Study: THC is Effective in Reducing Chemotherapeutic Induced Neuropathic Pain

A new study conducted by researchers at the Penn State College of Medicine has found that while CBD alone is not incredibly effective at treating neuropathic pain, it is effective when mixed with THC, and THC is effective when administered by itself.

Published by the journal Biomedicines, the full text of the study can be found by clicking here.

According to the study’s authors, neuropathic pain is a condition that impacts a substantial portion of the population and is expected to affect a larger percentage in the future. This type of pain “is poorly managed by current therapies, including opioids and NSAIDS, and novel approaches are needed.”

For the study researchers “used a cisplatin-induced model of neuropathic pain in mice to assess the effects of the cannabinoids THC and CBD alone or in varying ratios as anti-nociceptive agents.”

In addition to testing pure compounds, they also tested extracts containing high THC or CBD at the same ratios.

“We found that pure CBD had little impact on mechanical hypersensitivity, whereas THC reduced mechanical hypersensitivity in both male and female mice (as has been reported in the literature)”, states the study. “Interestingly, we found that high CBD cannabis extract, at the same CBD dose as pure CBD, was able to reduce mechanical hypersensitivity, although not to the same level as high THC extract.”

The study states that this data “suggest that, at least for CBD-dominant cannabis extracts, there is an increase in the anti-nociceptive activity that may be attributed to other constitutes of the plant.”

They also found that “high THC extract or pure THC is the most efficacious treatment for reducing neuropathic pain in this model.”

The study’s abstract can be found below.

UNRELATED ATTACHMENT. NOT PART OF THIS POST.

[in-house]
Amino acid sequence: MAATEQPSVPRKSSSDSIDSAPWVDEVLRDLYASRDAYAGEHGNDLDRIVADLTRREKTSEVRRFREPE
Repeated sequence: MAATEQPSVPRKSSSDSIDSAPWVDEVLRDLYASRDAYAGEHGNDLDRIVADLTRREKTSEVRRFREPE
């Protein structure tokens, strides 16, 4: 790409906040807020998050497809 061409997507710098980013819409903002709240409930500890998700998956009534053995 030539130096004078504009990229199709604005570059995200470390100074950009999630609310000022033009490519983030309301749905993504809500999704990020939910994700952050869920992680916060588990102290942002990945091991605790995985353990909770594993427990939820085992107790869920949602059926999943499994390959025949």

Neuropathic pain is a condition that impacts a substantial portion of the population and is expected to affect a larger percentage in the future. This type of pain is poorly managed by current therapies, including opioids and NSAIDS, and novel approaches are needed. We used a cisplatin-induced model of neuropathic pain in mice to assess the effects of the cannabinoids THC and CBD alone or in varying ratios as anti-nociceptive agents. In addition to testing pure compounds, we also tested extracts containing high THC or CBD at the same ratios. We found that pure CBD had little impact on mechanical hypersensitivity, whereas THC reduced mechanical hypersensitivity in both male and female mice (as has been reported in the literature). Interestingly, we found that high CBD cannabis extract, at the same CBD dose as pure CBD, was able to reduce mechanical hypersensitivity, although not to the same level as high THC extract. These data suggest that, at least for CBD-dominant cannabis extracts, there is an increase in the anti-nociceptive activity that may be attributed to other constitutes of the plant. We also found that high THC extract or pure THC is the most efficacious treatment for reducing neuropathic pain in this model.